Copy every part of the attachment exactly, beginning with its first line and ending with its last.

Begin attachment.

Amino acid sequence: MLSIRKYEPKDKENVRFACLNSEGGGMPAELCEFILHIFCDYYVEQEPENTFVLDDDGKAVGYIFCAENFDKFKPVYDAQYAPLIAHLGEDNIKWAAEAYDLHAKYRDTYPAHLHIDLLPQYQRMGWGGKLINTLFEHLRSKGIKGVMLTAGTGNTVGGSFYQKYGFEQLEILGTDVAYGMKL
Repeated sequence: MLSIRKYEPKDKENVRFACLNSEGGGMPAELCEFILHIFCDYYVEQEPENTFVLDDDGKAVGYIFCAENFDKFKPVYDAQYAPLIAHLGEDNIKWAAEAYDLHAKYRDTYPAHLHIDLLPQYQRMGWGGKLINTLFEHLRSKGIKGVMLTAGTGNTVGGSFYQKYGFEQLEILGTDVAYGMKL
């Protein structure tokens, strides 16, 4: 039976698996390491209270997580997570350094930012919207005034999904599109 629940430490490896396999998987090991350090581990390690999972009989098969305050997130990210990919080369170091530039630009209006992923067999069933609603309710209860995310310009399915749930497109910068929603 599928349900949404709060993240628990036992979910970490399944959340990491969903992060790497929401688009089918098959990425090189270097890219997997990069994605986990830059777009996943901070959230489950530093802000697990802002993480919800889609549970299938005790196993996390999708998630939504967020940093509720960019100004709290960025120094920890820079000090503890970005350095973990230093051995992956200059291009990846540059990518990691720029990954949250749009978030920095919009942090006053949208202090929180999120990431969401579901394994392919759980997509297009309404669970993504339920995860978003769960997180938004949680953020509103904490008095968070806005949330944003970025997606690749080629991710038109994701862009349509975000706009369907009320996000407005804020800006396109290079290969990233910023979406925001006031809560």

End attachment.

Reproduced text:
Amino acid sequence: MLSIRKYEPKDKENVRFACLNSEGGGMPAELCEFILHIFCDYYVEQEPENTFVLDDDGKAVGYIFCAENFDKFKPVYDAQYAPLIAHLGEDNIKWAAEAYDLHAKYRDTYPAHLHIDLLPQYQRMGWGGKLINTLFEHLRSKGIKGVMLTAGTGNTVGGSFYQKYGFEQLEILGTDVAYGMKL
Repeated sequence: MLSIRKYEPKDKENVRFACLNSEGGGMPAELCEFILHIFCDYYVEQEPENTFVLDDDGKAVGYIFCAENFDKFKPVYDAQYAPLIAHLGEDNIKWAAEAYDLHAKYRDTYPAHLHIDLLPQYQRMGWGGKLINTLFEHLRSKGIKGVMLTAGTGNTVGGSFYQKYGFEQLEILGTDVAYGMKL
């Protein structure tokens, strides 16, 4: 039976698996390491209270997580997570350094930012919207005034999904599109 629940430490490896396999998987090991350090581990390690999972009989098969305050997130990210990919080369170091530039630009209006992923067999069933609603309710209860995310310009399915749930497109910068929603 599928349900949404709060993240628990036992979910970490399944959340990491969903992060790497929401688009089918098959990425090189270097890219997997990069994605986990830059777009996943901070959230489950530093802000697990802002993480919800889609549970299938005790196993996390999708998630939504967020940093509720960019100004709290960025120094920890820079000090503890970005350095973990230093051995992956200059291009990846540059990518990691720029990954949250749009978030920095919009942090006053949208202090929180999120990431969401579901394994392919759980997509297009309404669970993504339920995860978003769960997180938004949680953020509103904490008095968070806005949330944003970025997606690749080629991710038109994701862009349509975000706009369907009320996000407005804020800006396109290079290969990233910023979406925001006031809560």